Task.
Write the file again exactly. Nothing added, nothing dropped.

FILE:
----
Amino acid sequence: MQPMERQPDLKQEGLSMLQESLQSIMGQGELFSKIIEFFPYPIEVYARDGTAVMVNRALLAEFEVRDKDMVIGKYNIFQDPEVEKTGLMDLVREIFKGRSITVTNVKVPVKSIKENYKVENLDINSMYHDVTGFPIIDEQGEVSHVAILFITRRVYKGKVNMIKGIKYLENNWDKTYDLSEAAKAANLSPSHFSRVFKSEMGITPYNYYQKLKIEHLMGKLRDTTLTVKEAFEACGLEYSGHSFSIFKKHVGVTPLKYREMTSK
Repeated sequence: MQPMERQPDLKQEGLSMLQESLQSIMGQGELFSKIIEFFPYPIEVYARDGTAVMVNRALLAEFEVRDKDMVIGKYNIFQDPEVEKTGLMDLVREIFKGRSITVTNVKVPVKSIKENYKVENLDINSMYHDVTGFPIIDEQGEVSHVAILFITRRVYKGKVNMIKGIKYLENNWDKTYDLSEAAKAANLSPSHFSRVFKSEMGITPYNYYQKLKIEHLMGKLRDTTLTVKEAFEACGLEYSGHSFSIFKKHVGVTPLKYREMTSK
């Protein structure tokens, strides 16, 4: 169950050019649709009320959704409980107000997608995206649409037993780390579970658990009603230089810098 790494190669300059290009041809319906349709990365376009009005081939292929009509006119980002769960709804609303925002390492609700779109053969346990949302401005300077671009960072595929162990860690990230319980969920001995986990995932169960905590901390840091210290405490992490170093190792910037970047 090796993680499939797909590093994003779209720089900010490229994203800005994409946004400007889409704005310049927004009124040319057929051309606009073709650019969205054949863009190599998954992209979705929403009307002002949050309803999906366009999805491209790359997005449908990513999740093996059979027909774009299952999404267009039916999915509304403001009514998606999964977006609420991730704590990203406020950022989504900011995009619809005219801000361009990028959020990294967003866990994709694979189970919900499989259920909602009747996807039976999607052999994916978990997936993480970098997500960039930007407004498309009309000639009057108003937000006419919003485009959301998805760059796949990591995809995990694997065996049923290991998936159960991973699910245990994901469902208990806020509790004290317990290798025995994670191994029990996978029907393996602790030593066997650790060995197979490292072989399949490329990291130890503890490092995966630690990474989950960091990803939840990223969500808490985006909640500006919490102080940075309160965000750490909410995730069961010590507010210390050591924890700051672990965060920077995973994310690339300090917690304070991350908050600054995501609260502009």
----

Amino acid sequence: MQPMERQPDLKQEGLSMLQESLQSIMGQGELFSKIIEFFPYPIEVYARDGTAVMVNRALLAEFEVRDKDMVIGKYNIFQDPEVEKTGLMDLVREIFKGRSITVTNVKVPVKSIKENYKVENLDINSMYHDVTGFPIIDEQGEVSHVAILFITRRVYKGKVNMIKGIKYLENNWDKTYDLSEAAKAANLSPSHFSRVFKSEMGITPYNYYQKLKIEHLMGKLRDTTLTVKEAFEACGLEYSGHSFSIFKKHVGVTPLKYREMTSK
Repeated sequence: MQPMERQPDLKQEGLSMLQESLQSIMGQGELFSKIIEFFPYPIEVYARDGTAVMVNRALLAEFEVRDKDMVIGKYNIFQDPEVEKTGLMDLVREIFKGRSITVTNVKVPVKSIKENYKVENLDINSMYHDVTGFPIIDEQGEVSHVAILFITRRVYKGKVNMIKGIKYLENNWDKTYDLSEAAKAANLSPSHFSRVFKSEMGITPYNYYQKLKIEHLMGKLRDTTLTVKEAFEACGLEYSGHSFSIFKKHVGVTPLKYREMTSK
């Protein structure tokens, strides 16, 4: 169950050019649709009320959704409980107000997608995206649409037993780390579970658990009603230089810098 790494190669300059290009041809319906349709990365376009009005081939292929009509006119980002769960709804609303925002390492609700779109053969346990949302401005300077671009960072595929162990860690990230319980969920001995986990995932169960905590901390840091210290405490992490170093190792910037970047 090796993680499939797909590093994003779209720089900010490229994203800005994409946004400007889409704005310049927004009124040319057929051309606009073709650019969205054949863009190599998954992209979705929403009307002002949050309803999906366009999805491209790359997005449908990513999740093996059979027909774009299952999404267009039916999915509304403001009514998606999964977006609420991730704590990203406020950022989504900011995009619809005219801000361009990028959020990294967003866990994709694979189970919900499989259920909602009747996807039976999607052999994916978990997936993480970098997500960039930007407004498309009309000639009057108003937000006419919003485009959301998805760059796949990591995809995990694997065996049923290991998936159960991973699910245990994901469902208990806020509790004290317990290798025995994670191994029990996978029907393996602790030593066997650790060995197979490292072989399949490329990291130890503890490092995966630690990474989950960091990803939840990223969500808490985006909640500006919490102080940075309160965000750490909410995730069961010590507010210390050591924890700051672990965060920077995973994310690339300090917690304070991350908050600054995501609260502009």